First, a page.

2 Replies Latest reply on May 8, 2014 6:28 AM by Jump_Over

    Hidden miliseconds

    Jump_Over Level 5

      Hi Forum,

      Playing with Date objects I faced with something weird. Let say a goal is to calculate a differrence between two dates (how many days).

      Since endDate - startDate returns number of difference in miliseconds - I divide this by 24*60*60*1000.

      It works... mostly.

       

      Example 1:

      factor = 86400000;

      startDate = new Date(2013,11,18);

      endDate = new Date (2014,2,24);

      howManyDays = (endDate - startDate) / factor     //     96 days

       

      Example 2:

      factor = 86400000;

      startDate = new Date(2013,11,18);

      endDate = new Date (2014,3,1);

      howManyDays = (endDate - startDate) / factor     //     103.958333333333 days

       

      Example 3:

      factor = 86400000;

      startDate = new Date(2013,11,18);

      endDate = new Date (2014,10,1);

      howManyDays = (endDate - startDate) / factor     //     318 days

       

      Any idea why a difference calculated to middle of year (from April to September) is not fitting a multiple of day in miliseconds?

      It can be rounded, of course, but...

       

      Jarek

        • 1. Re: Hidden miliseconds
          TᴀW Adobe Community Professional & MVP

          Hi Jarek,

           

          There should be a health warning. WARNING: The Date object will give you the screaming heebie-jeebies. It will have you banging your head against the wall begging for mercy.

           

          Anyway, now that we've got that out of the way.

           

          You'll notice that 1 - (1/24) = 0.9583333...

           

          This means that we're an hour short of 1 day in your example.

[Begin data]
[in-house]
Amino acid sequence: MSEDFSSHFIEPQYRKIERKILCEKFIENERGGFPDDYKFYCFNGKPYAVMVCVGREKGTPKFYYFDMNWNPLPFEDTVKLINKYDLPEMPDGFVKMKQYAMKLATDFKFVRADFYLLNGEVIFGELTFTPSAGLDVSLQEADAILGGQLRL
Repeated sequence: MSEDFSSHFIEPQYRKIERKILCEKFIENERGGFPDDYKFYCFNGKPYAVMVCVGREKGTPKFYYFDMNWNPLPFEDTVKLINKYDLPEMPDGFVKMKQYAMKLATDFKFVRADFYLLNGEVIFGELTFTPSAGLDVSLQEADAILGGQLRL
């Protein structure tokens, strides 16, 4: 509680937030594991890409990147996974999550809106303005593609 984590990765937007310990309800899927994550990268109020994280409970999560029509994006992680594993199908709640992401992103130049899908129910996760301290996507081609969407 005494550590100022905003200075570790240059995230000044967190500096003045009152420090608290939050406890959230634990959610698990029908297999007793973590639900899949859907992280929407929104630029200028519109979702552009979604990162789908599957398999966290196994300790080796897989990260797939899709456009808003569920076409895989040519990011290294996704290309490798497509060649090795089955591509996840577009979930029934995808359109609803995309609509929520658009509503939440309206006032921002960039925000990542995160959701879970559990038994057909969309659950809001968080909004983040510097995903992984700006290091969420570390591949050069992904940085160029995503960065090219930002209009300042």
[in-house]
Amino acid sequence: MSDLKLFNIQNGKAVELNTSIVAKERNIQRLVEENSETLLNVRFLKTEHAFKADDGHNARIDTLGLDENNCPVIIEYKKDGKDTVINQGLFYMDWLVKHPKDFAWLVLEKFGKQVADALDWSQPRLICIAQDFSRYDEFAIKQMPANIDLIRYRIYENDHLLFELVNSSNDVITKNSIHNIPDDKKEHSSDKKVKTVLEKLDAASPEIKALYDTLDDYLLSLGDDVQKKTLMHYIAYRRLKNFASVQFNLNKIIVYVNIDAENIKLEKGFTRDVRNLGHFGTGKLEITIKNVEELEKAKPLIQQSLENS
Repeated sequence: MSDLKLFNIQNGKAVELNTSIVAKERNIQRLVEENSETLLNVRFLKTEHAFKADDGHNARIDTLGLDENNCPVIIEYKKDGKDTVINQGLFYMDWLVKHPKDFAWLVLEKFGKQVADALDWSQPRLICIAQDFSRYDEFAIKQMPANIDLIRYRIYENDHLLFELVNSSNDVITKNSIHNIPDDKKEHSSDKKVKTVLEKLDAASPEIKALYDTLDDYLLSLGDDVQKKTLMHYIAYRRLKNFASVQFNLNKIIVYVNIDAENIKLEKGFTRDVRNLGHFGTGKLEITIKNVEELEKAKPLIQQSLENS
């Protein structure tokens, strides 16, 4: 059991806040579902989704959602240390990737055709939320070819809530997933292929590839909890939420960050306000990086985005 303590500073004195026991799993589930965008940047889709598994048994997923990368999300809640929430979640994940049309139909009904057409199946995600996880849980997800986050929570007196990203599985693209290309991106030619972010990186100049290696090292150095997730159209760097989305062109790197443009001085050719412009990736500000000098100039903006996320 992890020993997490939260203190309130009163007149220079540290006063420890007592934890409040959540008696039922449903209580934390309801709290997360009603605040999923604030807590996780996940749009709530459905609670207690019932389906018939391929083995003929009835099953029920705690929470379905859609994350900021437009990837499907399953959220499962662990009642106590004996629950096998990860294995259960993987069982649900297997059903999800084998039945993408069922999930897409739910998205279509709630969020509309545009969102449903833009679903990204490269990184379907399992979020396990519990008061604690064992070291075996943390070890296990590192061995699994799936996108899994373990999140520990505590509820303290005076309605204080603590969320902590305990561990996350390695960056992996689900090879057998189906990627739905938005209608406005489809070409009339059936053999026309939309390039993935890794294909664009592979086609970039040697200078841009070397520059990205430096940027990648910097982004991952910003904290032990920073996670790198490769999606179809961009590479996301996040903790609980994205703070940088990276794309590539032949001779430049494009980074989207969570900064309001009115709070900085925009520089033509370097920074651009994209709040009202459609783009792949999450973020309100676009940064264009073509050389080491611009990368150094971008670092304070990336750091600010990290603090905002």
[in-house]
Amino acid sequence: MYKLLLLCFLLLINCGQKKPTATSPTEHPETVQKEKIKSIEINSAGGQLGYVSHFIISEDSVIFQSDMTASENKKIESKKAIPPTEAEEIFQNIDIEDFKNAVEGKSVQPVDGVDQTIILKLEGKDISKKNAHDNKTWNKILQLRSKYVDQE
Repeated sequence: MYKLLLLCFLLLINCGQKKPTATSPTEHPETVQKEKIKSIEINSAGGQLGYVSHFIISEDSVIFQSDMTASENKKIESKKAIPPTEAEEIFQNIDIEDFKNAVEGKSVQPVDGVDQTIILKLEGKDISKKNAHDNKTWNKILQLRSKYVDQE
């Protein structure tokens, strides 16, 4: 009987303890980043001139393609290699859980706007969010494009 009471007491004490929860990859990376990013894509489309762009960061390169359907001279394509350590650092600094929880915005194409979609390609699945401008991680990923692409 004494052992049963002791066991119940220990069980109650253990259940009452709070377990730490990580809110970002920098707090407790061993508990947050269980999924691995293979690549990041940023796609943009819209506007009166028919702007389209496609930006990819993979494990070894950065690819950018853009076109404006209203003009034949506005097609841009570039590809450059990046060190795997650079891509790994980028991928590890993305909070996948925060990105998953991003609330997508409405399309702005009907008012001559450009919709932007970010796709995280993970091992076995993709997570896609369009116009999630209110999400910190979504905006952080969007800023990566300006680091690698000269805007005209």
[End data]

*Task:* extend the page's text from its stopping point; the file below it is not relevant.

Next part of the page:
Why? Because of daylight saving time on your computer.

           

          When you do new Date(), or new Date(x,y,z), you get the date alright, but you also get daylight saving time thrown in for free, according to what your computer thinks the daylight saving time would have been for that date. (Possibly based on this year's settings: so if Daylight savings time changed 1 April this year in your locale, your computer will presume that it changed at the same date 18 years ago too, I think).

           

          What you are NOT getting is UTC time for the supplied date.

           

          So when you subtract two dates (without hours and minutes, the computer presumes I think midnight), the computer will convert each to the number of millisecond from 1 Jan 1970 based on daylight saving time for your locale at midnight on the date specified.

           

          So you can see that you might easily get calculations that are an hour off.

           

          I think that a safe way around this is to get the timezone offset and add that too. For instance, on my computer I get:

          new Date(2013,11,18).getTimezoneOffset()

          Result: -180

          new Date(2013,11,18).getTimezoneOffset()

          Result: -120

          (Of course, the result is in minutes, so you have to calculate for that).

          You will probably get different numbers.

           

          The question is, how safe is this? If you create a database of times which will be read on a computer in a different part of the world, will the times be right?

           

          It requires very careful thought. When you say "2013, 11, 18", what time do you actually mean?

           

          Aaaargh!

           

          Ariel

           


          • 2. Re: Hidden miliseconds
            Jump_Over Level 5

            Hi Ariel,

            Thx for this explanation!

            I didn't consider time zone offset at all. So this is the end when we start to play with the time.

             

            Jarek